She looked up at me. Offered a weak, watery smile. "Not really. I heard he went out deep. Got caught by the rip. Smashed into that rock over there." The girl gestured to the jagged, ink-black rock the men were combing for the rest of Isaac's board. And potentially Isaac.

"Okay. Thanks." It was hard to hide the wobble in my voice. The girl took my hand, squeezed it vigorously. "I know he was your friend. I'm really sorry."

I nodded silently, flinching at the word 'was'. I looked back, just as the girl pressed her lips against her boyfriend's neck, a fresh set of tears pouring down her cheeks. I wished that Connor was here. He would be the one holding me together; instead, I was relying on the small slither of hope that Isaac might not be dead yet. The sound of the helicopter and the shouts from the men in the sea grew deafening. I knew Isaac wasn't dead. During the next half hour, I repeated that sentence to myself so many times that I almost began to believe it.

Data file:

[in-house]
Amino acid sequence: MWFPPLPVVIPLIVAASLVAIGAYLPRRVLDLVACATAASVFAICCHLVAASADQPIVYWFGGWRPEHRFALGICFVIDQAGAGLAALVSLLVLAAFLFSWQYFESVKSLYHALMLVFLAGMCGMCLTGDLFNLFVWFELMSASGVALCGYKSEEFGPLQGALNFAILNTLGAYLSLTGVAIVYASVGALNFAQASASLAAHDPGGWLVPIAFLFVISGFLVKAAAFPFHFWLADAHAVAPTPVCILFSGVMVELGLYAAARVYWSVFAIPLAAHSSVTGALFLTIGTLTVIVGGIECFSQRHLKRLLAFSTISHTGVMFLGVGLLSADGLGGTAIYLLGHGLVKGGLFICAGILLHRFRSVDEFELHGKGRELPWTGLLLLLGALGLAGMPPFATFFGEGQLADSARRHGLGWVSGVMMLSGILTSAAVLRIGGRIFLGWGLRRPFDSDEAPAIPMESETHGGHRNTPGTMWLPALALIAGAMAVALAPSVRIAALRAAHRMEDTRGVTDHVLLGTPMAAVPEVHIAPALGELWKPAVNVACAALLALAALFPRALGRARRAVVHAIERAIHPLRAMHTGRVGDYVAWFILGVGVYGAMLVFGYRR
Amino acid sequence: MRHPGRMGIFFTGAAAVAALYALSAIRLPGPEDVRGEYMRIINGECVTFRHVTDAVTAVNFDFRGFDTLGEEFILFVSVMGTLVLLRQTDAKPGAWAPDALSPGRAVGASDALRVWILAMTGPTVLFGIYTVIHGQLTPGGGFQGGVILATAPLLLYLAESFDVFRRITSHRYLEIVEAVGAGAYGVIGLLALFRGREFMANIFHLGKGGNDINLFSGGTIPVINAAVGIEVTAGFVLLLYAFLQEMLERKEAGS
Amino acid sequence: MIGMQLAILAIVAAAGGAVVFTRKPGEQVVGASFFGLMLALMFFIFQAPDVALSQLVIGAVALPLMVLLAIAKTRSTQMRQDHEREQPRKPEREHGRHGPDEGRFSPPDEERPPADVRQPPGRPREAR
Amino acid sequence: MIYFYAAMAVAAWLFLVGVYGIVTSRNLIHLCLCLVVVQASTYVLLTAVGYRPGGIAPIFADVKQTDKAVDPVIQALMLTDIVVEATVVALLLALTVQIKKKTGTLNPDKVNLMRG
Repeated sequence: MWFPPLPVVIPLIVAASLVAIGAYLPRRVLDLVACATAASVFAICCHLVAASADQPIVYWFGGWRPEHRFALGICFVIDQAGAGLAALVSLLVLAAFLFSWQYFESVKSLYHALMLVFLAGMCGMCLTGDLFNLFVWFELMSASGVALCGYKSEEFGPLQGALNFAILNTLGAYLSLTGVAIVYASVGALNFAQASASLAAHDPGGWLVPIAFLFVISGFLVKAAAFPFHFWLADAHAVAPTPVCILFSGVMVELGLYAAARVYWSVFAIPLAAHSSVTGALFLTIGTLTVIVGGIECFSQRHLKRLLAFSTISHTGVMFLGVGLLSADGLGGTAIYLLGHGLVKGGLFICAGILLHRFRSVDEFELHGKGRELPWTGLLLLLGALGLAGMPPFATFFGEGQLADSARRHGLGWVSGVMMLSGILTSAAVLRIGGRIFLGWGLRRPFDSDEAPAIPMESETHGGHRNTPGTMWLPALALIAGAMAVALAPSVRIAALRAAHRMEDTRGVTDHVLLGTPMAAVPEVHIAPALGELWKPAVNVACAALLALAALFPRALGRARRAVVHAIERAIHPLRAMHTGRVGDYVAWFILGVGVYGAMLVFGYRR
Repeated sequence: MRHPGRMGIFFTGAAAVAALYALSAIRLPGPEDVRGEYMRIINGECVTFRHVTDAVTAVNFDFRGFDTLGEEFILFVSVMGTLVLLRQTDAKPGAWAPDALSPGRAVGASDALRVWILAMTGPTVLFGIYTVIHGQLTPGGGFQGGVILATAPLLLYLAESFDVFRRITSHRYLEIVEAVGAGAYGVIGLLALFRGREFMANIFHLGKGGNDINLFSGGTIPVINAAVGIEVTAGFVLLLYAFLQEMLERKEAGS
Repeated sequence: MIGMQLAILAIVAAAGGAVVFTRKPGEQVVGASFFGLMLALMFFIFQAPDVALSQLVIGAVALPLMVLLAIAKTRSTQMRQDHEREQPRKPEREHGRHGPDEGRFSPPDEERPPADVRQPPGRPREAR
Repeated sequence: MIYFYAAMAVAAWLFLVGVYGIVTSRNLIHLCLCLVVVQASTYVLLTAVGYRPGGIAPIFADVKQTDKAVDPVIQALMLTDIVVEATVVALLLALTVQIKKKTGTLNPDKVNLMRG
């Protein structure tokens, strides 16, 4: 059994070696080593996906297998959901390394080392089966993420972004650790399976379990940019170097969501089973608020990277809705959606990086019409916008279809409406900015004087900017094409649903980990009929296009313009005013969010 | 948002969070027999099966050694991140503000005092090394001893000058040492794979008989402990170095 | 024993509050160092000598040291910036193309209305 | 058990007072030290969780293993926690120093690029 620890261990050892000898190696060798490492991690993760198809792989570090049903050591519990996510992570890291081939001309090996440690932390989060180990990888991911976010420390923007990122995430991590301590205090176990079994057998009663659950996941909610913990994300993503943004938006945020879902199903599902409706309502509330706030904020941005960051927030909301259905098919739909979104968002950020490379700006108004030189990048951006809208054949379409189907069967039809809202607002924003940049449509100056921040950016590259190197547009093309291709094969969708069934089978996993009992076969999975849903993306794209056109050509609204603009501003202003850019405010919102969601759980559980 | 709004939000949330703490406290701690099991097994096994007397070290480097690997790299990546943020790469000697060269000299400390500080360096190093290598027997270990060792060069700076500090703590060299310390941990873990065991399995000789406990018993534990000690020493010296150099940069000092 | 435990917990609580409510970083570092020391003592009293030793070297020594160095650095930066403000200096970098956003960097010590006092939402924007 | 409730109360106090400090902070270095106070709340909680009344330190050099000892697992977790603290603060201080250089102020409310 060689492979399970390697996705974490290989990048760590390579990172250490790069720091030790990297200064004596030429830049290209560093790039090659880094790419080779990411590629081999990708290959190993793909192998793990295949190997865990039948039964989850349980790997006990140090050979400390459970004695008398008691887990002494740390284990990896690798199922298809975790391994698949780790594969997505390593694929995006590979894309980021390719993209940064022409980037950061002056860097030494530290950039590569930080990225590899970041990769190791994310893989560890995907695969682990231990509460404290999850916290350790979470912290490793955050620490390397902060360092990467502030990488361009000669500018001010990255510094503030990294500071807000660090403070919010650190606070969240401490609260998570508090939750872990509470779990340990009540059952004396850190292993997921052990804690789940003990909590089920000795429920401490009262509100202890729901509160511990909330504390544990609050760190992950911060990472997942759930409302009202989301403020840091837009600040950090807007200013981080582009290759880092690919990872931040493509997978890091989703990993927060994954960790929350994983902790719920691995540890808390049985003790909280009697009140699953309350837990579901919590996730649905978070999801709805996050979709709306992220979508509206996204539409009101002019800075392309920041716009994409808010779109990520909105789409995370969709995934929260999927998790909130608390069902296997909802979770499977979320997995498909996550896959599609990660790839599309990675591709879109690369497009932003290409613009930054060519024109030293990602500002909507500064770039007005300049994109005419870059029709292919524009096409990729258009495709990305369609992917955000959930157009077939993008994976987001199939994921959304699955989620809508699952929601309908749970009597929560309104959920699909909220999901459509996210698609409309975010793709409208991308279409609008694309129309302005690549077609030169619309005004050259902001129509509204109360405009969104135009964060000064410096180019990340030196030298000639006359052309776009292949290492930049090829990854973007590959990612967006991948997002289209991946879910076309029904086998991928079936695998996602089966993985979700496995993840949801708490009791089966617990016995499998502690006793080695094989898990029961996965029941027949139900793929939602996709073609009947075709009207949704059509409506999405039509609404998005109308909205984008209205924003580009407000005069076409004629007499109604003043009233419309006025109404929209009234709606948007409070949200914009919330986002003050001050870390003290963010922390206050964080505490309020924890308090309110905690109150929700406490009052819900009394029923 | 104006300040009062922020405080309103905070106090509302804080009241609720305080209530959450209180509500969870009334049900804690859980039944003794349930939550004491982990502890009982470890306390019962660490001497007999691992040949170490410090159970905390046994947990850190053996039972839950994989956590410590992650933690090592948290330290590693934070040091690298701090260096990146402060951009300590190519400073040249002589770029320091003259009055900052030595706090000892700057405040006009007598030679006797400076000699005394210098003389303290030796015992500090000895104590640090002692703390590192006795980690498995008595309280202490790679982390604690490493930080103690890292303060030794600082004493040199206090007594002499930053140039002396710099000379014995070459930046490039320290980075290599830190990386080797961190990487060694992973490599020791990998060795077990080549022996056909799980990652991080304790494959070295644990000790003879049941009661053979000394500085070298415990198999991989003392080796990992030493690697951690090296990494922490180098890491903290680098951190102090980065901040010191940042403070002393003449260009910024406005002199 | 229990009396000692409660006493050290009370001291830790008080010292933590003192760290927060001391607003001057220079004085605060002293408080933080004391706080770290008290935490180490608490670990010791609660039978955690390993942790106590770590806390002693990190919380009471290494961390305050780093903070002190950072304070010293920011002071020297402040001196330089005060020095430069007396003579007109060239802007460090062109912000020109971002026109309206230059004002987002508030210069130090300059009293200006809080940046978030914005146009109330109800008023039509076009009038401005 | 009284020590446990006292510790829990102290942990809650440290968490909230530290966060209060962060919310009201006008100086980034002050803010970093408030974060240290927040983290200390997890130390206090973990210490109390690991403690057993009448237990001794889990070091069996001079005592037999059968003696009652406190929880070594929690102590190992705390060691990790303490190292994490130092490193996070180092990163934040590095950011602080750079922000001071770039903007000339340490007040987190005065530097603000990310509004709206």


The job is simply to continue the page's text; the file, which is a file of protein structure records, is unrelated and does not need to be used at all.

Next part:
I believed it until my dad began to scream.

"Oh God. No. No. Please God. Don't let it be... No. Not Isaac. Please, God..."

But Chris had already began to lead my dad away, supporting him as one of the lifeguards lent him a float, my dad sobbing and thumping his fist down on the foam. I had never seen him so distraught in all of my life. This wasn't just any grief. It was the grief of knowing that a young man had lost his life to something he had loved passionately. Something his mother had loved passionately, before it killed her too.